There was also a brief attempt at Formula 1: in 1992, HKS developed a 3.5 litre 670 HP V12 motor for an F1 chassis, with the Lola T91/50 used as a test bed. It was never raced with very high development costs and a brief streak of reliability meaning it wasn’t feasible. It still remains the first and only time a Japanese tuning company attempted entering Formula 1, however.

HKS has since developed parts for the aviation and marine industries and left a huge impact on the tuning industry. Along with HKS, the aftermarket parts industry has grown into a multi-billion dollar global enterprise with millions of people employed and invested in it. Hiroyuki Hasegawa might be no more, but the impact he has had will last forever. 

The HKS greatest hits album

The HKS M300 was a Celica XX that went past 300 km/h. In 1983, it was the first Jap car to break that barrier by attaining 301.25 km/h, utilising a twin turbocharged 5M-GE motor - another first since the idea of twin turbocharging hadn't caught on for street cars yet.
First fully built HKS car, the “Zero” R32 Skyline GTR. Other Japanese tuning houses such as Mine's and Autech followed suit with their own tuned GTR's, but the Zero paved the way.
A race-tuned R32 GTR was raced in JTCC, racing know-how trickled down to the street in the form of aftermarket parts. The HKS red-green-purple livery was instantly recognisable on track and on demo cars.
HKS desgined, built and tested V12 for Formula 1. Never raced, but back then a tuning firm attempting to enter F1 was unthinkable.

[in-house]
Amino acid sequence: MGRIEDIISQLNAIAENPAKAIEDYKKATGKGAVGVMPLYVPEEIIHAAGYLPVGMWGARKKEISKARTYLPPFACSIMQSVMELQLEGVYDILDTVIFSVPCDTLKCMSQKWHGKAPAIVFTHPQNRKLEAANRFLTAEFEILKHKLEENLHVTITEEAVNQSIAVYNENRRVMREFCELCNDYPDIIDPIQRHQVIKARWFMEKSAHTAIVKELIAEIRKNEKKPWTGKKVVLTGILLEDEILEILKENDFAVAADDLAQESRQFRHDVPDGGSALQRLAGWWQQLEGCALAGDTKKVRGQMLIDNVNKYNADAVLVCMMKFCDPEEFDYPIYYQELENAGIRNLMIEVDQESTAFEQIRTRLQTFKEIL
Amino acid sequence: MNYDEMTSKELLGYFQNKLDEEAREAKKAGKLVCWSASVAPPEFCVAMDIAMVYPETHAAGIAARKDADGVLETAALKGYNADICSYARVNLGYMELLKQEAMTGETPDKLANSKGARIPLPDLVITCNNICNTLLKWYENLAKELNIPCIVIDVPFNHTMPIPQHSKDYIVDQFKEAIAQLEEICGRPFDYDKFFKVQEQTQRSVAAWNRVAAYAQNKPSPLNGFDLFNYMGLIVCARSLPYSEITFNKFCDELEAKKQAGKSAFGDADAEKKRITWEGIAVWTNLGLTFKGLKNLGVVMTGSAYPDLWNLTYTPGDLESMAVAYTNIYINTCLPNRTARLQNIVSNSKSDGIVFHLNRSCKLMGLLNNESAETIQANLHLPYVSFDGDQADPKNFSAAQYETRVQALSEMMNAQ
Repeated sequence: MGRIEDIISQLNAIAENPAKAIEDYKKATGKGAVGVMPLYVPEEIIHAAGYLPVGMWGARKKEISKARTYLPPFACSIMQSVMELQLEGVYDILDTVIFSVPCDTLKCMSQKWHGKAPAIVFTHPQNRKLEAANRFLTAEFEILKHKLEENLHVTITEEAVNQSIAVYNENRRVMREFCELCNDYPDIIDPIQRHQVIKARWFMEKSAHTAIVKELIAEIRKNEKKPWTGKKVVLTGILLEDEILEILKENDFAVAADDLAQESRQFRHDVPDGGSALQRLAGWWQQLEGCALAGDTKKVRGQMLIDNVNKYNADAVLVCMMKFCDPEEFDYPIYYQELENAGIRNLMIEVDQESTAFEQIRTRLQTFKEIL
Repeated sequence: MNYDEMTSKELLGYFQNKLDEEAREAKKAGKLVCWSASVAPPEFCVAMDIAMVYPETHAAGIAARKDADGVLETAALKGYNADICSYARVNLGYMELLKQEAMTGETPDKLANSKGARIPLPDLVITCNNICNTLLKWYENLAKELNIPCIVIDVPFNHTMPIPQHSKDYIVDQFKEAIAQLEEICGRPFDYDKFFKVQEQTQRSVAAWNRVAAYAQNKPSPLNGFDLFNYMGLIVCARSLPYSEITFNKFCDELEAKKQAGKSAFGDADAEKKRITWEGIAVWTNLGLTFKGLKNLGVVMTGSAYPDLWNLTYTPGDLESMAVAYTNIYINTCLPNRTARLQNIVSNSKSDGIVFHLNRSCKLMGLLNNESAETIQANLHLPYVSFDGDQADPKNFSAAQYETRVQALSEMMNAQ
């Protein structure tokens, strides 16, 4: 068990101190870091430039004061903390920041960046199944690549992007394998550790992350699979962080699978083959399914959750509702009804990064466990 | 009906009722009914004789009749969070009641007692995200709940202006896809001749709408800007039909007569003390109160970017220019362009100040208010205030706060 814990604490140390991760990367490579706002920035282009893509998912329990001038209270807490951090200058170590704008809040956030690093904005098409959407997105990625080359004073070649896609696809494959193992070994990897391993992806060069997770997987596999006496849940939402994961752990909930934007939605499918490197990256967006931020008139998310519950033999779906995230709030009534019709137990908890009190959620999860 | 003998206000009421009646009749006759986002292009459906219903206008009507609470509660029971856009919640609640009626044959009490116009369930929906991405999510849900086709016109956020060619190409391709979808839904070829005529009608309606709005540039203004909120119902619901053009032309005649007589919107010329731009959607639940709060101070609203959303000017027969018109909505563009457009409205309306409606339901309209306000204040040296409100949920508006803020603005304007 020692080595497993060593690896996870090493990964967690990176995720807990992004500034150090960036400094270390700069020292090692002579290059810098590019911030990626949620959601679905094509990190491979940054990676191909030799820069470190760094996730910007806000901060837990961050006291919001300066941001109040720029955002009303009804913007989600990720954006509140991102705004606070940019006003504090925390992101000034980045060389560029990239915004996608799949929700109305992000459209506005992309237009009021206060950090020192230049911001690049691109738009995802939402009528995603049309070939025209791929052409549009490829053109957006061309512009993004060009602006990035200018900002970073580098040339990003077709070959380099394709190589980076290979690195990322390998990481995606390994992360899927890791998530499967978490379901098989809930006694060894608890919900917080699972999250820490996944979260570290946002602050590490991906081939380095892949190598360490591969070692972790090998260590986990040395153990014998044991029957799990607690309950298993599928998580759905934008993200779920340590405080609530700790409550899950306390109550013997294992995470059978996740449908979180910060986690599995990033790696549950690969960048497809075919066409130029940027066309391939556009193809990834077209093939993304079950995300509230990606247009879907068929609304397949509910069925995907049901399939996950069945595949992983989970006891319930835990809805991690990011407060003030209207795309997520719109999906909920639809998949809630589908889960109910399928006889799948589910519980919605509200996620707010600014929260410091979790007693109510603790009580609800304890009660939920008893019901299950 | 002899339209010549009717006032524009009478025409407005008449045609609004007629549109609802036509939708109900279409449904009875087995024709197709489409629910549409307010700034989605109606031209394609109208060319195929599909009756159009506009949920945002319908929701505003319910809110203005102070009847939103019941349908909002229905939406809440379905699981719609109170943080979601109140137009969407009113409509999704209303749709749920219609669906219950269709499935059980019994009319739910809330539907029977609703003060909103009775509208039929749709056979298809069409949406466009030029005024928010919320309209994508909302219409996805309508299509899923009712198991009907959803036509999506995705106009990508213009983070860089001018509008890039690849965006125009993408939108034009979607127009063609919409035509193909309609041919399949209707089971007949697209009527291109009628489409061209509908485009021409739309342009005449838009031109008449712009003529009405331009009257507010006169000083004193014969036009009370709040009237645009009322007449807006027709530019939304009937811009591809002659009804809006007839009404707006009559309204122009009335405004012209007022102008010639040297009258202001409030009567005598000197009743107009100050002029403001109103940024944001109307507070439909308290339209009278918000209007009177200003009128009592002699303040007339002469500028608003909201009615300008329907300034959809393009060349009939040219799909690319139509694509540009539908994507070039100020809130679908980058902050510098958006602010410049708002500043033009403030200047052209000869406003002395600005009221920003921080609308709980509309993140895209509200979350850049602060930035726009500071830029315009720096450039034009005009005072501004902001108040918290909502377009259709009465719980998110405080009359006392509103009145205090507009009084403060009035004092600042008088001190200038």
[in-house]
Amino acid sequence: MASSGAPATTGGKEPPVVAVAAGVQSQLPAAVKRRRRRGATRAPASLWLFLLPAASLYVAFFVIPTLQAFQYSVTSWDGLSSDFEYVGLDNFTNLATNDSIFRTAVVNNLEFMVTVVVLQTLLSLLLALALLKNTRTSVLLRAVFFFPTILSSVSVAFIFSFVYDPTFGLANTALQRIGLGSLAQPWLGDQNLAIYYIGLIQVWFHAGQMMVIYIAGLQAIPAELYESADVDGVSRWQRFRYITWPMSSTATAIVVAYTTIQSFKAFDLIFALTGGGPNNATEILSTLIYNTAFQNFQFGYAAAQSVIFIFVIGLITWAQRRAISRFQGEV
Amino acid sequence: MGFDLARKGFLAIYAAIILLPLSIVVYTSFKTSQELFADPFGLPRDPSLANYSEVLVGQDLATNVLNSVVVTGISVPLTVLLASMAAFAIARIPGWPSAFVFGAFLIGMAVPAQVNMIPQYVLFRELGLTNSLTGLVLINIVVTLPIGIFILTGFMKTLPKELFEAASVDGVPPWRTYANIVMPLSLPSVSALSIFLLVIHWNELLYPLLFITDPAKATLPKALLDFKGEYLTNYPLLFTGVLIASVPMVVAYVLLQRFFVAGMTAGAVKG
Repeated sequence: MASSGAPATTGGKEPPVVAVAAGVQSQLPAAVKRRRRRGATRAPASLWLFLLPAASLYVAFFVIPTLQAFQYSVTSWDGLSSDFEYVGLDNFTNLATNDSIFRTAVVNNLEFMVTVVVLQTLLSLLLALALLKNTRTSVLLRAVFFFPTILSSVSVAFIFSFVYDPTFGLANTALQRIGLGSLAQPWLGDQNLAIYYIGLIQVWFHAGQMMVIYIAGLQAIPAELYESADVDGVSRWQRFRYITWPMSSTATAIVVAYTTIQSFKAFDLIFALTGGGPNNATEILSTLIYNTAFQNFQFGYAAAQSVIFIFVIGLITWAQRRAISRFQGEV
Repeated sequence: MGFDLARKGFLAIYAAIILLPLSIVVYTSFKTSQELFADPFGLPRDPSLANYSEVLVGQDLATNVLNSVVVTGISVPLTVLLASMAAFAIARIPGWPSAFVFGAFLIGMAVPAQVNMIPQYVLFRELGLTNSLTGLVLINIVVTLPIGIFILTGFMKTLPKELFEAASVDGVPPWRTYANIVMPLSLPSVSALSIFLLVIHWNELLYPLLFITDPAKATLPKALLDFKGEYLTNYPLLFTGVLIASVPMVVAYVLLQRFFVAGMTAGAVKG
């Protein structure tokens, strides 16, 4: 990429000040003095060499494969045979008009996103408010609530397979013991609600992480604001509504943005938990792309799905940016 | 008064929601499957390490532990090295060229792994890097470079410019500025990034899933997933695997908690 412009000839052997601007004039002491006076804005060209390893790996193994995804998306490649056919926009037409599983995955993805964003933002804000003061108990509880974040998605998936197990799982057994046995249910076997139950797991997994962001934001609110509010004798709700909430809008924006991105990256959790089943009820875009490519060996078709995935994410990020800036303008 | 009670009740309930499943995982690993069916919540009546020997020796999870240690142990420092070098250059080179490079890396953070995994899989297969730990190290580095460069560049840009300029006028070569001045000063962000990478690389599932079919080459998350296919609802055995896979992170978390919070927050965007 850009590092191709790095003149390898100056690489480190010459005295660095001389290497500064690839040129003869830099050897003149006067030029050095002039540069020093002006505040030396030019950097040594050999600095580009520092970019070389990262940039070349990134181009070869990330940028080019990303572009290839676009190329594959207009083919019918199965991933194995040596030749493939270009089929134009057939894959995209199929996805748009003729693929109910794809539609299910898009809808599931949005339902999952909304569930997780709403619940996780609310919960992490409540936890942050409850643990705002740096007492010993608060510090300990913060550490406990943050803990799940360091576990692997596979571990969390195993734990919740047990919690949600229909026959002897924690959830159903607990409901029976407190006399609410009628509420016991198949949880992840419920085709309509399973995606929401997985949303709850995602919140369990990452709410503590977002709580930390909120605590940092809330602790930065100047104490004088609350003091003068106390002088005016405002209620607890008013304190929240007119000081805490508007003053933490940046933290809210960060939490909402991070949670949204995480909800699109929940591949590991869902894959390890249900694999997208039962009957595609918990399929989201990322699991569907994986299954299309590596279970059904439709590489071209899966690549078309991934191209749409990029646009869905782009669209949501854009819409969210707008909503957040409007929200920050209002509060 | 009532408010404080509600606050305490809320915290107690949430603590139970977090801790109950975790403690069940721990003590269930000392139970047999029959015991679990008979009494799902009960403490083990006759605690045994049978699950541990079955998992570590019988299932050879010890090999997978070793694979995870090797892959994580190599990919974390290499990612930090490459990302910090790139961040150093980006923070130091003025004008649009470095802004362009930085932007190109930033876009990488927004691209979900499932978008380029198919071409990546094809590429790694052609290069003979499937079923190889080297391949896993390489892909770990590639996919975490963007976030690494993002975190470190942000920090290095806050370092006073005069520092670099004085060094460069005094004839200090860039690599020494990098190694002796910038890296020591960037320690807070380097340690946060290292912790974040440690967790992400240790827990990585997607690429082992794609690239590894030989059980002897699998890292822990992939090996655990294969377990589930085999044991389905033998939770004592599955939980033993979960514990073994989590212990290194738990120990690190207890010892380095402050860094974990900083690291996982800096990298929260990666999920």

Lola T91/50 served as the test bed for the 2 year development period of the HKS built F1 motor. The V12 in the prototype put out 670 horsepower at 13,500 RPM on pump gas - race fuel would have pushed it well beyond 750.
7 second Skyline R33 GTR drag car from 2000. The iconic HKS livery was a frequent sight at drag event podiums - right behind time attack racing, drag racing yielded the most victories for the HKS brand.
Time Attack Toyota Altezza, fondly called “The Monster”. No one expected the Altezza platform to do well, but HKS took one by the scruff of the neck and made it a machine that terrorised Skylines and Evos and Imprezas around time attack courses - hardly a small feat. Probably the best example of HKS taking a normal car and making it ferociously competitive - if that isn't the spirit of tuning, what is?
Pioneering D1 spec Nissan Silvia S15 - nicknamed the “Turbee” for the decal of a bee infused with a turbo on its sides. For a time, this aggressive S15 was the poster-child of drifting going global - tuner magazines went wild over how capable it was and how mean it looked. It sparked a new-found global fascination for the Nissan S-chassis as well.
Unusual for JGTC - Mercedes Benz CLK built and raced by HKS. They also had a pretty competitive Opel in contention for a few years as well.
HKS CT230R Evo IX - the fastest time attack car for several years. It set record after record at almost every track it was shown, and to this date holds at least a few records under the banner of the World Time Attack Championship. Other powerhouses of the tuning world have tried repeatedly and went bust while attempting to dent the HKS built time attack record monster - the Lancer Evo still stood.